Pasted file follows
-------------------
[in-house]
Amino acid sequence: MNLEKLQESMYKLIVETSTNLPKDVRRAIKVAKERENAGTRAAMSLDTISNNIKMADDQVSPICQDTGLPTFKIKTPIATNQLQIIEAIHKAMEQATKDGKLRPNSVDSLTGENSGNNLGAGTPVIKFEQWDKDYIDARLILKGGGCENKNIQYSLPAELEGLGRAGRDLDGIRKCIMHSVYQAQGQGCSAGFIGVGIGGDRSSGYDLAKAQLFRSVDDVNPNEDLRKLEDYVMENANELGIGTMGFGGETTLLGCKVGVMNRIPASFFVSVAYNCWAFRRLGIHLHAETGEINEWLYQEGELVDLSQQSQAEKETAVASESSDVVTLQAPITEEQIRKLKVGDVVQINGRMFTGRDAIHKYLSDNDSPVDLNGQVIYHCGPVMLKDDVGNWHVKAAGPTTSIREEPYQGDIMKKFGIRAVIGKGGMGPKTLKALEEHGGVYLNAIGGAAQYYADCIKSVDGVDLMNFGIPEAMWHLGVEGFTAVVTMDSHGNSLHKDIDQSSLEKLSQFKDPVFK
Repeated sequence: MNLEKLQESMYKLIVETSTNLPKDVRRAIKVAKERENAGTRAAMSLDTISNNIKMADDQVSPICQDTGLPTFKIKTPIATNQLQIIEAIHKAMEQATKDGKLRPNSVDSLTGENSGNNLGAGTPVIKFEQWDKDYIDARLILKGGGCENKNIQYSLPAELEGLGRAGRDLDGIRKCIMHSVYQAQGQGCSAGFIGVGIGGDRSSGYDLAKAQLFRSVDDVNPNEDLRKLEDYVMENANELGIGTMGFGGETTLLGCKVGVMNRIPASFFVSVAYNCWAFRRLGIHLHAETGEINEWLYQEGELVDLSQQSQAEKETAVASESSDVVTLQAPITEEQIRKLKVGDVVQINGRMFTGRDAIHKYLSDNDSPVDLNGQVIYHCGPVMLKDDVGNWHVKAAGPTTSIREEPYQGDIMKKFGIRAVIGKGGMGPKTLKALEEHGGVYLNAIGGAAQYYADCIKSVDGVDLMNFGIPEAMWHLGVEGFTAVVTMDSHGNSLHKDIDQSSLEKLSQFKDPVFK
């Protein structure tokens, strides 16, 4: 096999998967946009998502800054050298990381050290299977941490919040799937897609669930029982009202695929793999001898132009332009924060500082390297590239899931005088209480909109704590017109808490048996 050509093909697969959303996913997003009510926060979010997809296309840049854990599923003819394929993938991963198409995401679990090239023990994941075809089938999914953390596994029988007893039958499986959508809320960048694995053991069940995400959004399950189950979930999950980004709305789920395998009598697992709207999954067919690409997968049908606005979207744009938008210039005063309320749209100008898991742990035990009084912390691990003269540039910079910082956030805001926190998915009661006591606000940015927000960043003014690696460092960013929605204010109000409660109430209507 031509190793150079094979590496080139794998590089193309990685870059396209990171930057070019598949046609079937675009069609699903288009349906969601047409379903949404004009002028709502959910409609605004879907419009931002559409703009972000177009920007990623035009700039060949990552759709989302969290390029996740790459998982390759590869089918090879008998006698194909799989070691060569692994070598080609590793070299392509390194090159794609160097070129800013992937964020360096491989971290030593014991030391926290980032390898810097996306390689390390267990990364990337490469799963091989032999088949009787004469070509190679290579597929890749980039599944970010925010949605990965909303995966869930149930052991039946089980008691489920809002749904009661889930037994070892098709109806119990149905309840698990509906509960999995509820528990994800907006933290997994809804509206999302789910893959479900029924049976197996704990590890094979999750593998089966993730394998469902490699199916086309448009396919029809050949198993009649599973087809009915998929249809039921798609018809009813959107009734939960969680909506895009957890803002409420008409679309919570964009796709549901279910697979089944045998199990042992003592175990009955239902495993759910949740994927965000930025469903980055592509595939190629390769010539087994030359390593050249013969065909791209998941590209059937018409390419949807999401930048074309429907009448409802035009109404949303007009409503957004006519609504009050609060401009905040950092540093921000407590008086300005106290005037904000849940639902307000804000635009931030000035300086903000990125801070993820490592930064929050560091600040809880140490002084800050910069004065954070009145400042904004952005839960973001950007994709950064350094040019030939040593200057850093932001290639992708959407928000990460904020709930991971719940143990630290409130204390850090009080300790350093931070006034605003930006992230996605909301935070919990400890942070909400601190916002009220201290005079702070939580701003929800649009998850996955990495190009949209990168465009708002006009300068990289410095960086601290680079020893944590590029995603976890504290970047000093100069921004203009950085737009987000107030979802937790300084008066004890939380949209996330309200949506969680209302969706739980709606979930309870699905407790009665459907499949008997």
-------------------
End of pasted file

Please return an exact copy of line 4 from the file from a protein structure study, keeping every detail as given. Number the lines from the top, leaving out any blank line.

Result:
């Protein structure tokens, strides 16, 4: 096999998967946009998502800054050298990381050290299977941490919040799937897609669930029982009202695929793999001898132009332009924060500082390297590239899931005088209480909109704590017109808490048996 050509093909697969959303996913997003009510926060979010997809296309840049854990599923003819394929993938991963198409995401679990090239023990994941075809089938999914953390596994029988007893039958499986959508809320960048694995053991069940995400959004399950189950979930999950980004709305789920395998009598697992709207999954067919690409997968049908606005979207744009938008210039005063309320749209100008898991742990035990009084912390691990003269540039910079910082956030805001926190998915009661006591606000940015927000960043003014690696460092960013929605204010109000409660109430209507 031509190793150079094979590496080139794998590089193309990685870059396209990171930057070019598949046609079937675009069609699903288009349906969601047409379903949404004009002028709502959910409609605004879907419009931002559409703009972000177009920007990623035009700039060949990552759709989302969290390029996740790459998982390759590869089918090879008998006698194909799989070691060569692994070598080609590793070299392509390194090159794609160097070129800013992937964020360096491989971290030593014991030391926290980032390898810097996306390689390390267990990364990337490469799963091989032999088949009787004469070509190679290579597929890749980039599944970010925010949605990965909303995966869930149930052991039946089980008691489920809002749904009661889930037994070892098709109806119990149905309840698990509906509960999995509820528990994800907006933290997994809804509206999302789910893959479900029924049976197996704990590890094979999750593998089966993730394998469902490699199916086309448009396919029809050949198993009649599973087809009915998929249809039921798609018809009813959107009734939960969680909506895009957890803002409420008409679309919570964009796709549901279910697979089944045998199990042992003592175990009955239902495993759910949740994927965000930025469903980055592509595939190629390769010539087994030359390593050249013969065909791209998941590209059937018409390419949807999401930048074309429907009448409802035009109404949303007009409503957004006519609504009050609060401009905040950092540093921000407590008086300005106290005037904000849940639902307000804000635009931030000035300086903000990125801070993820490592930064929050560091600040809880140490002084800050910069004065954070009145400042904004952005839960973001950007994709950064350094040019030939040593200057850093932001290639992708959407928000990460904020709930991971719940143990630290409130204390850090009080300790350093931070006034605003930006992230996605909301935070919990400890942070909400601190916002009220201290005079702070939580701003929800649009998850996955990495190009949209990168465009708002006009300068990289410095960086601290680079020893944590590029995603976890504290970047000093100069921004203009950085737009987000107030979802937790300084008066004890939380949209996330309200949506969680209302969706739980709606979930309870699905407790009665459907499949008997």